Why does neck pain happen?
Neck pain is a common problem that affects about 10 percent of adults. It’s caused by an irritation to discs, tendons, muscles and ligaments in the upper back and neck area. Some of the causes of neck pain include:
- Abrupt movements of the neck, such as whiplash
- Abnormalities in the bone or joints
- Trauma from accidents or falls
- Poor posture
- Diseases that cause deterioration over time
- Muscle strain, such as carrying a heavy backpack
- Worry and stress
What are the common symptoms?
The symptoms of neck pain can range from mild discomfort to severe pain that may spread to your upper back, shoulders and arms. Neck pain may be noticeable immediately after an injury or it may be delayed. Some of the physical symptoms include:
- Neck stiffness
- Burning or stinging pain
In addition, some people experience psychological and cognitive symptoms, including memory loss, difficulty concentrating, nervousness, irritability, sleep disturbances, fatigue or depression.
How do you diagnose neck pain?
There are a variety of ways to diagnose neck pain. Here are some of the most common:
- Medical History. By asking questions about your medical history, a physician can identify possible causes of your neck pain and suggest an appropriate treatment. This is often the most valuable.
- Physical Exam. Tests performed by our providers during a physical exam can help pinpoint the source of pain.
- X-rays. X-rays can help determine whether there is a fracture or other problem with the bones in your neck.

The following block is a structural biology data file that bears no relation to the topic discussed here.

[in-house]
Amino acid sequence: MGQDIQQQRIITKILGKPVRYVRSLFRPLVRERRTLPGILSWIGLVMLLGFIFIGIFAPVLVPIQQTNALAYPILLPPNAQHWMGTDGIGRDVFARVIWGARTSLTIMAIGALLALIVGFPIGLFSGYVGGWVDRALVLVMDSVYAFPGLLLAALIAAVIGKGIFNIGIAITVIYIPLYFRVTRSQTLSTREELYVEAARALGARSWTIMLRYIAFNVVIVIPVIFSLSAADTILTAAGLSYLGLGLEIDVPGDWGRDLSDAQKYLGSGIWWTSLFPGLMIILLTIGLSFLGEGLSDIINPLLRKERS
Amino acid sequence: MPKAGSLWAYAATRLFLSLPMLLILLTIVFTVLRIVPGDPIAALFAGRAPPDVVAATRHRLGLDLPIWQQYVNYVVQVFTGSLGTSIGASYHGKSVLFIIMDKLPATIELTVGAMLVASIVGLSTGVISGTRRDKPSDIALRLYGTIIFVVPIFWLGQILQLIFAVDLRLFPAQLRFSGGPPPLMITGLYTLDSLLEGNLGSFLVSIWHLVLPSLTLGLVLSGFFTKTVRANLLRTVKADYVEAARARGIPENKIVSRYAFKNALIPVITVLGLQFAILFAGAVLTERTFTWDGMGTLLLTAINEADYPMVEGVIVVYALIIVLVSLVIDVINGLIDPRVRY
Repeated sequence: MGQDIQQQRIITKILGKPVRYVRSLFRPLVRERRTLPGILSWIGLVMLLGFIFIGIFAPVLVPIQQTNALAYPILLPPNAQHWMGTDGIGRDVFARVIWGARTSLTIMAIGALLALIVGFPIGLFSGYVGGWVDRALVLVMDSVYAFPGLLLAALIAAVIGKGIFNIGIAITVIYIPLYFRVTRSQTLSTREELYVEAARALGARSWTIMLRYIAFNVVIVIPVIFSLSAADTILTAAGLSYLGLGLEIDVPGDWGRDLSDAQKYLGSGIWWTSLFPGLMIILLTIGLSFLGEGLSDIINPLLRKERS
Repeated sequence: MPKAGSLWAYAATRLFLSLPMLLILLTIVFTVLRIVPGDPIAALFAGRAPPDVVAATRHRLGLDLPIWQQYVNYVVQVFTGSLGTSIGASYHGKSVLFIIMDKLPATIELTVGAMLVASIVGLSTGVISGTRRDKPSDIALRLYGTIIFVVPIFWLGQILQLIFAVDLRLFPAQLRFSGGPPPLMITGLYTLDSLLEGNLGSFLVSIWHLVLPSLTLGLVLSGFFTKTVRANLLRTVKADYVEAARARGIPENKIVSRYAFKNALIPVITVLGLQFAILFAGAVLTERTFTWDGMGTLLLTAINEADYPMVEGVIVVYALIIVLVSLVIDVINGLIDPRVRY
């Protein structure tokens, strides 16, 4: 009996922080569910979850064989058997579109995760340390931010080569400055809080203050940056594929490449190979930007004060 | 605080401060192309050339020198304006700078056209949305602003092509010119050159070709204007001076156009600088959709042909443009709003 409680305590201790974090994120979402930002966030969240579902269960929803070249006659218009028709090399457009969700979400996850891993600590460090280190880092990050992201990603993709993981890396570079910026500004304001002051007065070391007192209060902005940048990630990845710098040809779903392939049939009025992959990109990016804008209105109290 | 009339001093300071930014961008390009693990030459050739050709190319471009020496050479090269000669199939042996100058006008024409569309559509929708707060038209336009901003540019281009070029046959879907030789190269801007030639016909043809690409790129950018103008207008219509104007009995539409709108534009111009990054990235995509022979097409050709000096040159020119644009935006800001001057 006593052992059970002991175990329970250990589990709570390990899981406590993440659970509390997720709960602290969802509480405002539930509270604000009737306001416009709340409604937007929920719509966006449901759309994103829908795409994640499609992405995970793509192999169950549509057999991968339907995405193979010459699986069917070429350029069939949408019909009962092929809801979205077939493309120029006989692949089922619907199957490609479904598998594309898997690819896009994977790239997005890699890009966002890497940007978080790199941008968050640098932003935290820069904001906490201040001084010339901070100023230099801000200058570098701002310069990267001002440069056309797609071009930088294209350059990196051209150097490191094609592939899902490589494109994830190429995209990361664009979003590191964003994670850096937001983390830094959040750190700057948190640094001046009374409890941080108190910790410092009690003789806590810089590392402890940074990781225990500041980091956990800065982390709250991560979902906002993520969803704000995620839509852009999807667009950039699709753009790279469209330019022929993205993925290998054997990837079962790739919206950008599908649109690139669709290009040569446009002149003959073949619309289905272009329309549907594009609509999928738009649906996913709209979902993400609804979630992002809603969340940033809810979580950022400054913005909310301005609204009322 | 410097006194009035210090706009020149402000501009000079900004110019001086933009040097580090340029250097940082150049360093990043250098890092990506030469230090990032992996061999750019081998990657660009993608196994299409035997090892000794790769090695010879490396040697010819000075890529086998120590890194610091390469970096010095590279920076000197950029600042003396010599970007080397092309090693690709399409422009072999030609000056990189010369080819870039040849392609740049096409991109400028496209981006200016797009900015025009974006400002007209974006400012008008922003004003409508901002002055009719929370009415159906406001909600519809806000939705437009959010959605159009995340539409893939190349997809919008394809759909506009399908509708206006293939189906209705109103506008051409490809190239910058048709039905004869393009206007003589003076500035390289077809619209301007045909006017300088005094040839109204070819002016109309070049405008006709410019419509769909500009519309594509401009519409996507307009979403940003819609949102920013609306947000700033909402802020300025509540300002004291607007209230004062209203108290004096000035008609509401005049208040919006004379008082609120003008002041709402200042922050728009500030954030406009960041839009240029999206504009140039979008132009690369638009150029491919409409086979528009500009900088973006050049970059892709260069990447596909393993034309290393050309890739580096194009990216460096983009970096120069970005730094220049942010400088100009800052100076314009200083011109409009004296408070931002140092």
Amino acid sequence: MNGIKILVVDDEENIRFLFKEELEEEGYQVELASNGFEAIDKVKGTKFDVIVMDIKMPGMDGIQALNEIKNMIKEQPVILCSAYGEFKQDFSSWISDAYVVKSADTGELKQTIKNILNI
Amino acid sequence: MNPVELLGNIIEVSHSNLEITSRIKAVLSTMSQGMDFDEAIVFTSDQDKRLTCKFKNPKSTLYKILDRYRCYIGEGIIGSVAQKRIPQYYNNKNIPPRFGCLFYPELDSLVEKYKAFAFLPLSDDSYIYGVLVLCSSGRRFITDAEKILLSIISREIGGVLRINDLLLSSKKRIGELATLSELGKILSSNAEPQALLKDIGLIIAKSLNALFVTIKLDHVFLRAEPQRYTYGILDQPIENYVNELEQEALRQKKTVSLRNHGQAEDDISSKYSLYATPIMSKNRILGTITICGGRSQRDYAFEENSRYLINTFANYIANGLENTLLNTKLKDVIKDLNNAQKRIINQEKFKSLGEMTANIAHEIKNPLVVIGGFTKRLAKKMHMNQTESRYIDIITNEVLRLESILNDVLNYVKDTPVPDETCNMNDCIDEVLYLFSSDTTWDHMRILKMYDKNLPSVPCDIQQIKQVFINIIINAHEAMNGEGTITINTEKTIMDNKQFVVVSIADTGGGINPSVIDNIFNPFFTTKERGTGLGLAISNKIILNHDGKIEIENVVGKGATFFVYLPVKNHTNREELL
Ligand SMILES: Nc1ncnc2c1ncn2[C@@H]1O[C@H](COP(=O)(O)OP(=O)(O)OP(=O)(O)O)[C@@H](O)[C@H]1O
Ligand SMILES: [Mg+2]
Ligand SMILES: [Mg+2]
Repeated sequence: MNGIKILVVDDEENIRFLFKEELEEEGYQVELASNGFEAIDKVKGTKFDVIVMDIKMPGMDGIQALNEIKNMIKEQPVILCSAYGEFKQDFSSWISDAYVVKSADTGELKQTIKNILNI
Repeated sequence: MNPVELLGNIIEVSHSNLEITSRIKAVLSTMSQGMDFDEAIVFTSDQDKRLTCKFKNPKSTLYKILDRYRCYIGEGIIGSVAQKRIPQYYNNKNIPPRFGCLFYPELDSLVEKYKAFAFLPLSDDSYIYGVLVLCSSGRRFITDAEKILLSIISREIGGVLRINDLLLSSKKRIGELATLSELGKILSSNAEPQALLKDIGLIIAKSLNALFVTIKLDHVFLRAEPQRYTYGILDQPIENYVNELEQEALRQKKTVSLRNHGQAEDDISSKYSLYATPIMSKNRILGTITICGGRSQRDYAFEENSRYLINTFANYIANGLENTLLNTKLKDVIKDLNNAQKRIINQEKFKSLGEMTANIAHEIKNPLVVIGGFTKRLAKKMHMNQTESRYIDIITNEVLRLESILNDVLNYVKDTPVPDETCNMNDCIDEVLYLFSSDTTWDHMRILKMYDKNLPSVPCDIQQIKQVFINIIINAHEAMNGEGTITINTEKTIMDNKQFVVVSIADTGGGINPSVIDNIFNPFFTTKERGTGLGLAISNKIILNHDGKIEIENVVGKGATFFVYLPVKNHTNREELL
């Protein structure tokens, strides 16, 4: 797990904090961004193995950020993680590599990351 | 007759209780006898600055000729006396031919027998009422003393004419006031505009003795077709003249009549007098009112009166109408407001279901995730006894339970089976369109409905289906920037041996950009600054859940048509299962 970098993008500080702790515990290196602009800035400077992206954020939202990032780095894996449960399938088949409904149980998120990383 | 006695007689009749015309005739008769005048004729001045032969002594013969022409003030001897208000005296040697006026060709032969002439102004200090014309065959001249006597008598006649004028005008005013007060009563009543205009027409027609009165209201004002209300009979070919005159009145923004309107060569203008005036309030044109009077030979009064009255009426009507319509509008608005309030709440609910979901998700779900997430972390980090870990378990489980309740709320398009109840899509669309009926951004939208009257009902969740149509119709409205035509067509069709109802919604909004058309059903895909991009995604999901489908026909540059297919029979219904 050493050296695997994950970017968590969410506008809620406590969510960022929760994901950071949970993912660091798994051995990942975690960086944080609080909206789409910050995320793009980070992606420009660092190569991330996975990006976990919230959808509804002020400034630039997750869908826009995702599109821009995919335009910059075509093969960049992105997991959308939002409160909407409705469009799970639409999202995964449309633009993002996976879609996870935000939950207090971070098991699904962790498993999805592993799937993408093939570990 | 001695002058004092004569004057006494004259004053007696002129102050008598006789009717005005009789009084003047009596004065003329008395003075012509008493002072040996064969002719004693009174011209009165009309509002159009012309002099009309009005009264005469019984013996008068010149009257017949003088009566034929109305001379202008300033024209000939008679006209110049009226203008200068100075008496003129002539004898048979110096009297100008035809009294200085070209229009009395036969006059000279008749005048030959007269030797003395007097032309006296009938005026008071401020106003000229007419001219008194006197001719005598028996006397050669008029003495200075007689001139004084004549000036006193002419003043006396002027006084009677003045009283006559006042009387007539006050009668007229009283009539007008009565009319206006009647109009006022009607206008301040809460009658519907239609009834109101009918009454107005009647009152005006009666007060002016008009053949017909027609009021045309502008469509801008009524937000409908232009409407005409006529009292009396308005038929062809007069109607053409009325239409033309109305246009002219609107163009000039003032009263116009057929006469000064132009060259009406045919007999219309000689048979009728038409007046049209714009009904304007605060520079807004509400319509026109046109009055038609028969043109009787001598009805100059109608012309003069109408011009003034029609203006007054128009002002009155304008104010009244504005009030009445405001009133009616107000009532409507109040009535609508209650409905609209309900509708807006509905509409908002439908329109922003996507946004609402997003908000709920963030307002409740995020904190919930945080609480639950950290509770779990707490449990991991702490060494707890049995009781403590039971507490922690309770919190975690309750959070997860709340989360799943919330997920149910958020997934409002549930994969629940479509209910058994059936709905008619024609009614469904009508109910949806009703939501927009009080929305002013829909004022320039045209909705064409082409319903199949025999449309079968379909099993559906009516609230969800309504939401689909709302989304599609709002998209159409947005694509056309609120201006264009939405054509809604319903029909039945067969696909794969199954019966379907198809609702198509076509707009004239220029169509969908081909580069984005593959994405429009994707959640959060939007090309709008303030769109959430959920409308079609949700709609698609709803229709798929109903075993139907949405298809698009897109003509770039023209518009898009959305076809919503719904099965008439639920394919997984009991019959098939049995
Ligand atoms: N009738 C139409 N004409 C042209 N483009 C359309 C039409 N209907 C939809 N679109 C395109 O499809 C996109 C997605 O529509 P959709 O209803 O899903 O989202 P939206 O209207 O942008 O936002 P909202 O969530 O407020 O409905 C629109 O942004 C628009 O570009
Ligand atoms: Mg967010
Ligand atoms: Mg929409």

- MRI (magnetic resonance imaging) uses a magnetic field and radio waves to look at soft tissues in the spine (such as discs).
- CT scan/myelogram. A CT scan is similar to an MRI. A myelogram is a procedure that combines the use of dye with x-rays or CT scans to take pictures of the bones and fluid-filled space between the bones in your spine.
- Injections: Injections can relieve neck pain and give the physician important information about the cause of your problem.
How is neck pain treated?
Treatment for those with neck strain may include pain medications, non-steroidal anti-inflammatory drugs (NSAIDs, such as aspirin and ibuprofen), antidepressants, muscle relaxants, and rarely a cervical collar (a device used to support the neck and head that’s typically worn for a short time). Range of motion exercises, physical therapy, and cervical traction (a light stretching of the back) are often the most effective. Supplemental heat application may also relieve muscle tension.
Pain from neck strain typically improves within a few days or weeks. 95% of patients recover within three months after a neck injury although some may continue to have residual neck pain and headaches.
A trigger point is a tight knot in muscle tissue that can cause pain. We explain how these knots develop in your neck, review options you can try at home to relieve soreness, and tell you when neck pain should trigger a call to your doctor.
Worried about neck pain? We’ve got tips to minimize or avoid neck soreness.